Educators have the capacity as well as the responsibility to discuss, imagine and ask for the changes that are necessary for education in the 21st century. Instead of measuring the “return on Pell,” we should be measuring the success of individual colleges and universities in adding value to our society by producing graduates from among those who have been and remain underrepresented.  It’s a challenge that has been addressed by conferences, studies, books, and reports. But where are the regional and national standards to hold colleges and universities accountable for helping the country meet a critical need --  more college- educated citizens from all income backgrounds?

Those of us who have made both education and increasing social justice our life's work have a responsibility to do the work that needs to be done. It starts with being willing to change in order to help transform.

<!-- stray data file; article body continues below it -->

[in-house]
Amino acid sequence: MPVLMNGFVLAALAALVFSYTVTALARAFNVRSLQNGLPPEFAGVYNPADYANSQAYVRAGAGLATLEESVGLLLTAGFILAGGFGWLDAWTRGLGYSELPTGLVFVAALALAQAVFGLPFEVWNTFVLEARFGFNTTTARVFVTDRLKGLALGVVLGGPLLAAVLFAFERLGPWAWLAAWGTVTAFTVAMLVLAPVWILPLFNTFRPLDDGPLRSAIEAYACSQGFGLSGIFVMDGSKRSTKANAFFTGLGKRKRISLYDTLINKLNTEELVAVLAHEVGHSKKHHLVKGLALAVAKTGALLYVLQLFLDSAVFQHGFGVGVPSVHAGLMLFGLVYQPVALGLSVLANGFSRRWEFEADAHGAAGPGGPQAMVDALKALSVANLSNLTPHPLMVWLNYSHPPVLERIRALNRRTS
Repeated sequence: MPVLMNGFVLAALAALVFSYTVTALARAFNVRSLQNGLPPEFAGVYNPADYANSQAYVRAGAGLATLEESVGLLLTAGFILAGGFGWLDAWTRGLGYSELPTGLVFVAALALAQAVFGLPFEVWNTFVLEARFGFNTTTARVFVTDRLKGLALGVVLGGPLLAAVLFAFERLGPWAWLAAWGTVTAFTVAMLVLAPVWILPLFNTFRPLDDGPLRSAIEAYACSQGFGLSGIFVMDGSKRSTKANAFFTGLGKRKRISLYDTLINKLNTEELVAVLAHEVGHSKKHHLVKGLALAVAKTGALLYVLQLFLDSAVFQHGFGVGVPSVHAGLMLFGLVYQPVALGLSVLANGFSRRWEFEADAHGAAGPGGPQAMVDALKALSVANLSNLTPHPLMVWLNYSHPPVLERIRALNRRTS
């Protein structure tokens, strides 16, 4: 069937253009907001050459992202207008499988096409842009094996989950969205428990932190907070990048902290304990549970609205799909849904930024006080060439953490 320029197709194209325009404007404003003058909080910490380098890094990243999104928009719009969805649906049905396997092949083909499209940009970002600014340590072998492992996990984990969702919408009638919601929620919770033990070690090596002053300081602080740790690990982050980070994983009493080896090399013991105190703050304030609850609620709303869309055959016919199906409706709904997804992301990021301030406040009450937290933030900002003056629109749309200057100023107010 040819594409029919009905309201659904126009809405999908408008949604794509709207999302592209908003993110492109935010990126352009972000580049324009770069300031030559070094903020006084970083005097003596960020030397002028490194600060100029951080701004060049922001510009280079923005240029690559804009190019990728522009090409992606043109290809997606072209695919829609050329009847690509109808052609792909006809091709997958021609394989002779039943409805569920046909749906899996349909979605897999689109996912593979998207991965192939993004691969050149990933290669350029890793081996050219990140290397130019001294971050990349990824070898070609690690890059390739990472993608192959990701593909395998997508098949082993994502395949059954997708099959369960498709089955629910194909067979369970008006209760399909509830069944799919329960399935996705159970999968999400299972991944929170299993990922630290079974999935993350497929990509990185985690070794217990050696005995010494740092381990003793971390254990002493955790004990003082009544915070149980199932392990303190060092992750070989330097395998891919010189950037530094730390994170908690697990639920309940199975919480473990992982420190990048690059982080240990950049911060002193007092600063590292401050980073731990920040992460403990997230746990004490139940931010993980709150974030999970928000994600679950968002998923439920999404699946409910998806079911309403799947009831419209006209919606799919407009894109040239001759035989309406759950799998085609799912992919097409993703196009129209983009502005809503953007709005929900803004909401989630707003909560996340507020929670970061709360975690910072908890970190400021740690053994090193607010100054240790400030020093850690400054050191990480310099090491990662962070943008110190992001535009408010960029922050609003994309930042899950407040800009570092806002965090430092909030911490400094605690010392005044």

Gloria Nemerowicz, formerly the president of Pine Manor College, is founder and president of the Yes We Must Coalition.

Admissions leaders debate coalition's plan to offer new application and portfolios for high school students

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Admissions leaders are divided about effort by leading colleges to offer new application and create platform for high school students to prepare for higher education and document their work.

Essay on plan to create new way for high schoolers to apply for college

We all know that in unity there is strength. When it comes to the Coalition for Access, Affordability and Success, I would add that in unity there is also great opportunity -- for colleges and prospective students alike.